Neuropsychological and neuroimaging markers in prediction of cognitive impairment after ischemic stroke: a prospective follow-up study
Authors Mehrabian S, Raycheva M, Petrova N, Janyan A, Petrova M, Traykov L
Received 10 April 2015
Accepted for publication 17 June 2015
Published 16 October 2015 Volume 2015:11 Pages 2711—2719
Checked for plagiarism Yes
Review by Single-blind
Peer reviewers approved by Dr Miao Sun
Peer reviewer comments 3
Editor who approved publication: Dr Roger Pinder
Shima Mehrabian,1 Margarita Raycheva,1 Neli Petrova,2 Armina Janyan,3,4 Mariya Petrova,1 Latchezar Traykov1
1Clinic of Neurology, University Hospital Alexandrovska, Sofia, 2Clinic of Neurology, MHAT “Ruse”, Ruse, 3Research Center for Cognitive Science, Department of Cognitive Science and Psychology, New Bulgarian University, Sofia, Bulgaria; 4Laboratory for Cognitive Studies in Language, National Research Tomsk State University, Tomsk, Russia
Background: There are few longitudinal studies with controversial results examining delayed changes in cognition after ischemic stroke and predictive values of neuropsychological and neuroimaging markers.
Objective: The objectives of this study were to evaluate the delayed changes in cognition in poststroke patients and their relationship to the neuropsychological and neuroimaging markers measured during the acute poststroke phase.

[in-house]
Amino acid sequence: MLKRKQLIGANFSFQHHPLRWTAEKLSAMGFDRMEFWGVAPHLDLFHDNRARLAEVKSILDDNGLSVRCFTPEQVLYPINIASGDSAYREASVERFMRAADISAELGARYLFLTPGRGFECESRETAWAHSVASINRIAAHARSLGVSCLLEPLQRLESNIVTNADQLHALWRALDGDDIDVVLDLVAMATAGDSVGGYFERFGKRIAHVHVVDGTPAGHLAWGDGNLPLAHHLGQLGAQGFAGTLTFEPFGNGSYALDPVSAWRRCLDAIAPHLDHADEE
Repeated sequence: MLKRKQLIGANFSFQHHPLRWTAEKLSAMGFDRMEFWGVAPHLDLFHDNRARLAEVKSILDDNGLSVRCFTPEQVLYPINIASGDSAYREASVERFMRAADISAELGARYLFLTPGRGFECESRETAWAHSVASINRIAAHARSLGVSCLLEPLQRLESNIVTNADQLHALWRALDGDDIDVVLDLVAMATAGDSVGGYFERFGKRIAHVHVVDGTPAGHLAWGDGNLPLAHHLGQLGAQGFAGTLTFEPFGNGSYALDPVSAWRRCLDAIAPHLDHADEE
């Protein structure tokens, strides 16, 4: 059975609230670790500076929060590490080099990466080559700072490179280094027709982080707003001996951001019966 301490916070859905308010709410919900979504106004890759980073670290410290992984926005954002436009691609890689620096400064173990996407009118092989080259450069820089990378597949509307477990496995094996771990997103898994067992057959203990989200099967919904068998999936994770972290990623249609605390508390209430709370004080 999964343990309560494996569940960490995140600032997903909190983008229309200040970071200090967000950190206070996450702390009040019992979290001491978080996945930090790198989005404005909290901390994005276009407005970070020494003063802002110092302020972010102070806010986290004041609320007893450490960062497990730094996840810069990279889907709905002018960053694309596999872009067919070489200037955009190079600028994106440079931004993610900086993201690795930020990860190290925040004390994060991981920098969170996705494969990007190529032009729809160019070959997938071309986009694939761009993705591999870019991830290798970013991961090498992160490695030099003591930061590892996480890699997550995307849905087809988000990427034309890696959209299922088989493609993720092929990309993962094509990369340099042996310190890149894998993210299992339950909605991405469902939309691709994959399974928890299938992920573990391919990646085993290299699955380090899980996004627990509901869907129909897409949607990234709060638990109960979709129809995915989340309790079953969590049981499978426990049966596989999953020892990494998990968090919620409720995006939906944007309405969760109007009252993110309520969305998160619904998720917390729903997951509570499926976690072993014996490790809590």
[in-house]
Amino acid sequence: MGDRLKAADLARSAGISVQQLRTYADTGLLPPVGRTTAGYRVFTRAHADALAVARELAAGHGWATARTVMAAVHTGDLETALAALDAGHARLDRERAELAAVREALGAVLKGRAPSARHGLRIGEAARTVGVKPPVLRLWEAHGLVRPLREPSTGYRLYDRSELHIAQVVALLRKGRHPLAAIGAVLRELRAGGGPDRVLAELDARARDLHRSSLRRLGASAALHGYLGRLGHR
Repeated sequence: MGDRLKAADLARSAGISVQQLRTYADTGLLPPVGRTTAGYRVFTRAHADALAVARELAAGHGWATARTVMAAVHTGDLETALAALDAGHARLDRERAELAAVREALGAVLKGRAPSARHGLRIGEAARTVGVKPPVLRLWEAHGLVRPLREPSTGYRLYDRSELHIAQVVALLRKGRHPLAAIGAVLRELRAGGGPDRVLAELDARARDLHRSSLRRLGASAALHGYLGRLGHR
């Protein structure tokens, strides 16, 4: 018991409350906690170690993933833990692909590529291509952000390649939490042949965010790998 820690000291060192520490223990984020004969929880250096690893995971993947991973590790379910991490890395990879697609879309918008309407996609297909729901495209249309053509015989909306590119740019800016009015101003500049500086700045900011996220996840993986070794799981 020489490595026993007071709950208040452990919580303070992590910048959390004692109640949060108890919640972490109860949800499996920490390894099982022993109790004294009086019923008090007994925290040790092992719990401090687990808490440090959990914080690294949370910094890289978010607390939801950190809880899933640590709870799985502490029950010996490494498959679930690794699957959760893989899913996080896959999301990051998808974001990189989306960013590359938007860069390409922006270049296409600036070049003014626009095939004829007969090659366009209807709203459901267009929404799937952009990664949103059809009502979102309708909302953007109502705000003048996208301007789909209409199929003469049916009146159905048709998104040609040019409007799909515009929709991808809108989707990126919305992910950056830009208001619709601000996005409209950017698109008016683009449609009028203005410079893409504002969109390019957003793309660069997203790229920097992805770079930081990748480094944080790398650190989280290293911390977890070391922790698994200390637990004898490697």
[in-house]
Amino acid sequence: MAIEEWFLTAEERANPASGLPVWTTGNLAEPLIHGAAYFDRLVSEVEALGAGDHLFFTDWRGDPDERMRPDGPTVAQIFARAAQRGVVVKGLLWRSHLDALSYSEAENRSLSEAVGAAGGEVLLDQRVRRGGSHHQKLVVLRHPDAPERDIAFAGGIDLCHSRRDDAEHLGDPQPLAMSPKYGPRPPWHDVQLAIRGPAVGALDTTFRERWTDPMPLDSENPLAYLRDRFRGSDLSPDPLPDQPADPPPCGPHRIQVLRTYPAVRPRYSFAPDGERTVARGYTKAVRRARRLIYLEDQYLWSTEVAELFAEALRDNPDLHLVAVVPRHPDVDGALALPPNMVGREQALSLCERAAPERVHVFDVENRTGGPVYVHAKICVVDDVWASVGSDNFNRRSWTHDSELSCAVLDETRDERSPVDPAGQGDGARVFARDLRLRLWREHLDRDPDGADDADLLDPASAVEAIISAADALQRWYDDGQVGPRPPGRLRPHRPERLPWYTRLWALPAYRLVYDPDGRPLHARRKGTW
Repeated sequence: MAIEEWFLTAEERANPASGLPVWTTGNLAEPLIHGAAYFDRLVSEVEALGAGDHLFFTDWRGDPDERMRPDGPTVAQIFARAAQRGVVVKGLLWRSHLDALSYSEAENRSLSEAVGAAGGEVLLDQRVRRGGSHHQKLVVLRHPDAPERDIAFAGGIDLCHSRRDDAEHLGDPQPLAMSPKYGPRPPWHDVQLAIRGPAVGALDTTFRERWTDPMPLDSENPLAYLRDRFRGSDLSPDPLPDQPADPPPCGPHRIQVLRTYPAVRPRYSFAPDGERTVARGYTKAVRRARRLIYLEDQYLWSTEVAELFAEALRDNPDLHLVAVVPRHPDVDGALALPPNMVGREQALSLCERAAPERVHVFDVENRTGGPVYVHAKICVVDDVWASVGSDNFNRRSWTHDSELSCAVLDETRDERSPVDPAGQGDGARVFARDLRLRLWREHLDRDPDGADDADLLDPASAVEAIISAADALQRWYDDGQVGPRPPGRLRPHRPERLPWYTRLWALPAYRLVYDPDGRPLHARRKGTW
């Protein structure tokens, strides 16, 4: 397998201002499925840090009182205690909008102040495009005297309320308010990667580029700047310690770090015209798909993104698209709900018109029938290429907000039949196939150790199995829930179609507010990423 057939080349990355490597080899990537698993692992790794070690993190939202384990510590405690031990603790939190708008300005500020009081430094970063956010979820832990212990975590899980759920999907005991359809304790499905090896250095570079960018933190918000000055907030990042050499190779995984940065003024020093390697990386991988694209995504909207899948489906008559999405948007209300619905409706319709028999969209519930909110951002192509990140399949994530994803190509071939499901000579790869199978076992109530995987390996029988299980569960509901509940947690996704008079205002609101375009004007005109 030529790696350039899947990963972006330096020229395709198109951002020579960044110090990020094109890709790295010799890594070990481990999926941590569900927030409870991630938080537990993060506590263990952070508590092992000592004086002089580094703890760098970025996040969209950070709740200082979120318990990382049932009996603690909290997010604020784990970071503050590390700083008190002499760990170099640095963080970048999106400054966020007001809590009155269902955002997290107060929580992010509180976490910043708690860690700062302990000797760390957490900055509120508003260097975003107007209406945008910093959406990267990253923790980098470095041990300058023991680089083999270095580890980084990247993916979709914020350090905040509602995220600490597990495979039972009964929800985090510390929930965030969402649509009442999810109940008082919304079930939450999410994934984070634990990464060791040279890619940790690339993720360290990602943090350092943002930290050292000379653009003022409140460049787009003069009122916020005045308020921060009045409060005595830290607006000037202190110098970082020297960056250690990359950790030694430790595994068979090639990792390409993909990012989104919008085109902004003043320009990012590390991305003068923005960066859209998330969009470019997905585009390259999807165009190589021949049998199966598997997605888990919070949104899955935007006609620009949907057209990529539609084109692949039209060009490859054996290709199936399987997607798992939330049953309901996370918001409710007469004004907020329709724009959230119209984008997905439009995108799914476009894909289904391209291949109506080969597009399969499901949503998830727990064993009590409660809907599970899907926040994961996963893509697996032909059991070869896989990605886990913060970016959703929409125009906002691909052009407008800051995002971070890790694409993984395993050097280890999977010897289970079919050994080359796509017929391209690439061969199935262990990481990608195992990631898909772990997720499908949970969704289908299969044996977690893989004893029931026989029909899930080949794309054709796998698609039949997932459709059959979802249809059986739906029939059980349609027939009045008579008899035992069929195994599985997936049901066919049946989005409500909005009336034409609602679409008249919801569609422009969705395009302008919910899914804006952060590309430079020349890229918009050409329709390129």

Methods: Eighty-five first-ever stroke inpatients (mean age 65.6±5.6 years) without previous cognitive complaints were prospectively evaluated with a comprehensive neuropsychological battery at the 5th day and the 1st, 6th, and 12th months. A wide range of clinical, radiological, and neuropsychological variables were examined.
Results: Our results showed significantly poorer performance on mini–mental state examination, memory, attention/executive functions, and processing speed in patients with stroke in comparison with stroke-free cognitively intact controls. Multiple regression analysis revealed that hippocampal atrophy is the strongest predictor of delayed cognitive impairment. Secondary divided subgroups according to Isaacs Set Test (IST) score showed that patients with IST score ≤28 had different patterns of cognitive and neurological impairment after 1 year. Baseline impairments in attention/executive functions and memory were associated with development of dementia in poststroke patients.
Conclusion: Executive functioning deficit appears to have a predictive power for cognitive impairment progression. The study suggests that IST as a screening test has a potential to be a reliable and quick tool for poststroke cognitive impairment evaluation and delayed cognitive and neurological outcome. Hippocampal atrophy was the strongest predictor for cognitive impairment outcome, even in poststroke cognitive impairment. The findings may set the stage for better poststroke management.
Keywords: hippocampal atrophy, IST, neuropsychological predictors, poststroke dementia
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